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Abbott and Costello Go to Mars

From Wikipedia, the free encyclopedia

Abbott and Costello Go to Mars
Theatrical release poster
Directed byCharles Lamont
Written by
Produced byHoward Christie
CinematographyClifford Stine
Edited byRussell Schoengarth
Music by
Distributed byUniversal Pictures
Release date
  • April 6, 1953 (1953-04-06)
Running time
77 minutes
CountryUnited States
Box office$1.25 million (US)[3]

Abbott and Costello Go to Mars is a 1953 American science fiction comedy film starring the comedy team of Bud Abbott and Lou Costello and directed by Charles Lamont. It was produced by Howard Christie and made by Universal-International. Despite the film's title, no character in the film actually travels to the planet Mars (although Abbott and Costello's characters believe they are on Mars at one point.)

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Original trailer

Orville, the oldest orphan at the Hideaway Orphans Home, accidentally hides inside a truck headed to a top-secret laboratory. There he is placed under the supervision of lab worker Lester to help load supplies onto an experimental rocket ship. While on board with Lester, Orville flips the ignition switch and the rocket ship blasts off, flying across the country and eventually landing outside of New Orleans, where Mardi Gras is in progress. Lester and Orville, believing that they have successfully landed on Mars, don spacesuits and go into the city, where they assume the grotesquely costumed celebrants are Martians, while the others assume they are fellow costumed celebrants.

Meanwhile, two escaped convicts, Harry the Horse and Mugsy, stumble upon the rocket ship, put on spacesuits and head to New Orleans to rob a bank and steal clothes. Lester and Orville are wrongly accused of the crimes and flee back to the rocket ship, where Mugsy and Harry force them to launch and demand to actually go to Mars. However, once in outer space, Lester and Orville get control of the crooks' gun and attempt to land back on Earth.

The ship instead lands on Venus, where the four men are quickly captured by female guards and brought to the ruler of the planet, Queen Allura. She informs them that Venus is inhabited only by women because men were banished long ago. She takes more than a liking to Orville and makes him her king consort on the condition that he remains true to her. Orville agrees, and has Harry and Mugsy imprisoned. However, Mugsy convinces one of the female guards to flirt with Orville to prove to Queen Allura that he cannot be trusted. Disillusioned with Orville, the Queen orders all the men to leave Venus.

Upon returning to the Earth, the men are lauded as heroes in a parade, but Allura, who is watching the celebration from Venus, sends a spaceship to Earth to drop a cake on Orville's head.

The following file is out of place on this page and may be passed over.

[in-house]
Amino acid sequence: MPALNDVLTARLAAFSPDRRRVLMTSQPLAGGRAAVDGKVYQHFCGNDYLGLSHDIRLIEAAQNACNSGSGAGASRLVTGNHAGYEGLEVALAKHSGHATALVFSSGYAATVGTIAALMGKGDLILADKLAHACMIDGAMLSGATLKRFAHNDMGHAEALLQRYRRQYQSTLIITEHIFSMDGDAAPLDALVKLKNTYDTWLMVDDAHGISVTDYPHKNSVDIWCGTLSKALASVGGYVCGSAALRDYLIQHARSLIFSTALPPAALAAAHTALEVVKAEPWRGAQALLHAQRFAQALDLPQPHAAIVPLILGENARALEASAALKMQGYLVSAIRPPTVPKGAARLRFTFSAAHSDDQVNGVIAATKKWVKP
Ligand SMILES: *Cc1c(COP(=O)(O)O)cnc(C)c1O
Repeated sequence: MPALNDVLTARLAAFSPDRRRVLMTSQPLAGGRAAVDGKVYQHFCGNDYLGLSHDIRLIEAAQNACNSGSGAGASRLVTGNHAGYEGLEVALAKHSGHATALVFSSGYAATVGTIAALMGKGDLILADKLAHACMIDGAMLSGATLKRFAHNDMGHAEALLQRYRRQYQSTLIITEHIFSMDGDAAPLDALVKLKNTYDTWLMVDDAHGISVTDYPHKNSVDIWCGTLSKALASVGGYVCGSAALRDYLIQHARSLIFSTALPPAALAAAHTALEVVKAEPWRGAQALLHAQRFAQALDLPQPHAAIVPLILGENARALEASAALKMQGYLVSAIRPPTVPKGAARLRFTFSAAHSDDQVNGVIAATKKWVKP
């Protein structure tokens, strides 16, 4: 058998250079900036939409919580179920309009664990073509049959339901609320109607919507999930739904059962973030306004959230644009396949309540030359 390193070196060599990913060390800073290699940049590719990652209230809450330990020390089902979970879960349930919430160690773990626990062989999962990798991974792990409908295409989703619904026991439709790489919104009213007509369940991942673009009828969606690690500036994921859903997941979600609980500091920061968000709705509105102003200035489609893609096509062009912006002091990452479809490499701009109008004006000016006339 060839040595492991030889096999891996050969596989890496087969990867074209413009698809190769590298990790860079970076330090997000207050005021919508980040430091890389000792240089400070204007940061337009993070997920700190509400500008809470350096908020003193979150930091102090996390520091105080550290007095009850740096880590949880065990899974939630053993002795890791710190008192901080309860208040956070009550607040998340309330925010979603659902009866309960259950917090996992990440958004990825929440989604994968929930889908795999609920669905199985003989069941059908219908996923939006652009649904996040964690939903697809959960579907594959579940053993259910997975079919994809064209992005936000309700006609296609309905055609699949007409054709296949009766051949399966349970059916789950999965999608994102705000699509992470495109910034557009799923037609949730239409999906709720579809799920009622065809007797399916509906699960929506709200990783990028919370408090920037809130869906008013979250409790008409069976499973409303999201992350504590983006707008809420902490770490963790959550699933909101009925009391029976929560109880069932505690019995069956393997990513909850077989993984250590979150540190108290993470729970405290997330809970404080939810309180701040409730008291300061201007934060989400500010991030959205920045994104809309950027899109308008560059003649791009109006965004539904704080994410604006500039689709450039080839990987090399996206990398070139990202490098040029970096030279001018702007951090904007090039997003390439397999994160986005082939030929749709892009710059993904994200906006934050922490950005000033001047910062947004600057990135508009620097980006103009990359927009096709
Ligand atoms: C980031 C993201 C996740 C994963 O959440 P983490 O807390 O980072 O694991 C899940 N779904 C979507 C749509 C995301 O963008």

Science fiction author Robert A. Heinlein wrote a film treatment in 1950 called Abbott and Costello Move to the Moon that may have inspired the film's screenplay.[4]

Principal photography took place between August 1 and August 28, 1952.[5]

The Venusian women were played by 1952 Miss Universe contestants, including Anita Ekberg, the winner of the Miss Sweden competition a year earlier.[6]

The Venusian cars featured in the film were later used in the science fiction feature This Island Earth (1955).[7]

A nine-year-old Harry Shearer appears as a kid at the orphanage.

Shortly after the film's release, Abbott and Costello appeared on The Colgate Comedy Hour and did a comedy sketch in which they attended the film's premiere.

Home media

The film has had two DVD releases, the first as part of The Best of Abbott and Costello Volume Three, released on August 3, 2004, and the second as part of Abbott and Costello: The Complete Universal Pictures Collection, released on October 28, 2008.

In popular culture

In the 2018 film, Stan & Ollie, Stan Laurel, played by Steve Coogan, looks ruefully at a movie poster for Abbott and Costello Go To Mars just after learning that his last chance to make a new film with Oliver Hardy has fallen through.[citation needed]


  1. ^ Abbott and Costello Go to Mars at the American Film Institute Catalog
  2. ^ Furmanek p 236
  3. ^ 'The Top Box Office Hits of 1953', Variety, January 13, 1954
  4. ^ Furmanek, Bob and Ron Palumbo (1991). Abbott and Costello in Hollywood. New York: Perigee Books. ISBN 0-399-51605-0
  5. ^ Furmanek, Bob and Ron Palumbo (1991). Abbott and Costello in Hollywood. New York: Perigee Books. ISBN 0-399-51605-0
  6. ^ Jim Mulholland (1977). The Abbott and Costello Book. Popular Library. p. 204.
  7. ^ Furmanek, Bob and Ron Palumbo (1991). Abbott and Costello in Hollywood. New York: Perigee Books. ISBN 0-399-51605-0


  • Furmanek, Bob and Ron Palumbo. Abbott and Costello in Hollywood. New York: Perigee Books, 1991.
  • Warren, Bill. Keep Watching the Skies: American Science Fiction Films of the Fifties, 21st Century Edition. Jefferson, North Carolina: McFarland & Company, 2009, (First edition 1982). ISBN 0-89950-032-3.
  • Wingrove, David (1985). Science Fiction Film Source Book, Longman Group Limited.

External links

This page was last edited on 5 June 2023, at 04:01
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